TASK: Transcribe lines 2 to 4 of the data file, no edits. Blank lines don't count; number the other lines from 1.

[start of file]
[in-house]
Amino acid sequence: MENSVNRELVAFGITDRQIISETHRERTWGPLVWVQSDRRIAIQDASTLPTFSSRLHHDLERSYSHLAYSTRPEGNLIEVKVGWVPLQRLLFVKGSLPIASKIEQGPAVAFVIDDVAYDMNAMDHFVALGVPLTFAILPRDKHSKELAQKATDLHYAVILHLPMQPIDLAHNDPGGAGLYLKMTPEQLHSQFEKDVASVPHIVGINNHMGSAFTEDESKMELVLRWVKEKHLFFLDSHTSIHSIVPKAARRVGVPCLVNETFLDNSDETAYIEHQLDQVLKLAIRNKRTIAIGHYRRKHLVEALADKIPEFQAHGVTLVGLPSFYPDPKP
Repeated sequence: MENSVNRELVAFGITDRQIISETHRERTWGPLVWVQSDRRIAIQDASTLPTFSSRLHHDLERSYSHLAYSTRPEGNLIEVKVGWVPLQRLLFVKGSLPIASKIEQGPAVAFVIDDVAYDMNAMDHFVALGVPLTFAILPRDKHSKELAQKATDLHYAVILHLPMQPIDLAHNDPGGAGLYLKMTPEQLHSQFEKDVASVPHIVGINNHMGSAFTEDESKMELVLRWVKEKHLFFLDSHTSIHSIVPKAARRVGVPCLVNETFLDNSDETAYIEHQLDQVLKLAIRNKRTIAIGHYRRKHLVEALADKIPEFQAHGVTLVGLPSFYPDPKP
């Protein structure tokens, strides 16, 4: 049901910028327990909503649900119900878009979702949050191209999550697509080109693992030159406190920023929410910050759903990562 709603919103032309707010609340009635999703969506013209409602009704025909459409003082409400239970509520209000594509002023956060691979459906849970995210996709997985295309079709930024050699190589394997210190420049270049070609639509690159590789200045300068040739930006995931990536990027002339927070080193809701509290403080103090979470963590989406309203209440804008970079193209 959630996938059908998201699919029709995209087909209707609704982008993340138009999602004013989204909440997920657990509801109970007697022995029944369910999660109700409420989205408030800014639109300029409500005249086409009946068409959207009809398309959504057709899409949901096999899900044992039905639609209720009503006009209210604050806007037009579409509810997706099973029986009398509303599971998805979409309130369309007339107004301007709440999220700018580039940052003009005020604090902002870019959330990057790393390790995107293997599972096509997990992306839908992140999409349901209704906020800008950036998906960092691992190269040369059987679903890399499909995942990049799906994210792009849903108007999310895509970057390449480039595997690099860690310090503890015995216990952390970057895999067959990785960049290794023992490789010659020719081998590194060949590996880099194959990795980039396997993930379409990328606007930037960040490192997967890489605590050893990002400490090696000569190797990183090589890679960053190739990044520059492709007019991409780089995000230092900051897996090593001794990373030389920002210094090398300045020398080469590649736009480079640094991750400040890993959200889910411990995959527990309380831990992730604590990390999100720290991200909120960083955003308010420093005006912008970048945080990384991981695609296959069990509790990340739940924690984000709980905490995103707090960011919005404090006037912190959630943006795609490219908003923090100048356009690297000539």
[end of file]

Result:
Amino acid sequence: MENSVNRELVAFGITDRQIISETHRERTWGPLVWVQSDRRIAIQDASTLPTFSSRLHHDLERSYSHLAYSTRPEGNLIEVKVGWVPLQRLLFVKGSLPIASKIEQGPAVAFVIDDVAYDMNAMDHFVALGVPLTFAILPRDKHSKELAQKATDLHYAVILHLPMQPIDLAHNDPGGAGLYLKMTPEQLHSQFEKDVASVPHIVGINNHMGSAFTEDESKMELVLRWVKEKHLFFLDSHTSIHSIVPKAARRVGVPCLVNETFLDNSDETAYIEHQLDQVLKLAIRNKRTIAIGHYRRKHLVEALADKIPEFQAHGVTLVGLPSFYPDPKP
Repeated sequence: MENSVNRELVAFGITDRQIISETHRERTWGPLVWVQSDRRIAIQDASTLPTFSSRLHHDLERSYSHLAYSTRPEGNLIEVKVGWVPLQRLLFVKGSLPIASKIEQGPAVAFVIDDVAYDMNAMDHFVALGVPLTFAILPRDKHSKELAQKATDLHYAVILHLPMQPIDLAHNDPGGAGLYLKMTPEQLHSQFEKDVASVPHIVGINNHMGSAFTEDESKMELVLRWVKEKHLFFLDSHTSIHSIVPKAARRVGVPCLVNETFLDNSDETAYIEHQLDQVLKLAIRNKRTIAIGHYRRKHLVEALADKIPEFQAHGVTLVGLPSFYPDPKP
């Protein structure tokens, strides 16, 4: 049901910028327990909503649900119900878009979702949050191209999550697509080109693992030159406190920023929410910050759903990562 709603919103032309707010609340009635999703969506013209409602009704025909459409003082409400239970509520209000594509002023956060691979459906849970995210996709997985295309079709930024050699190589394997210190420049270049070609639509690159590789200045300068040739930006995931990536990027002339927070080193809701509290403080103090979470963590989406309203209440804008970079193209 959630996938059908998201699919029709995209087909209707609704982008993340138009999602004013989204909440997920657990509801109970007697022995029944369910999660109700409420989205408030800014639109300029409500005249086409009946068409959207009809398309959504057709899409949901096999899900044992039905639609209720009503006009209210604050806007037009579409509810997706099973029986009398509303599971998805979409309130369309007339107004301007709440999220700018580039940052003009005020604090902002870019959330990057790393390790995107293997599972096509997990992306839908992140999409349901209704906020800008950036998906960092691992190269040369059987679903890399499909995942990049799906994210792009849903108007999310895509970057390449480039595997690099860690310090503890015995216990952390970057895999067959990785960049290794023992490789010659020719081998590194060949590996880099194959990795980039396997993930379409990328606007930037960040490192997967890489605590050893990002400490090696000569190797990183090589890679960053190739990044520059492709007019991409780089995000230092900051897996090593001794990373030389920002210094090398300045020398080469590649736009480079640094991750400040890993959200889910411990995959527990309380831990992730604590990390999100720290991200909120960083955003308010420093005006912008970048945080990384991981695609296959069990509790990340739940924690984000709980905490995103707090960011919005404090006037912190959630943006795609490219908003923090100048356009690297000539």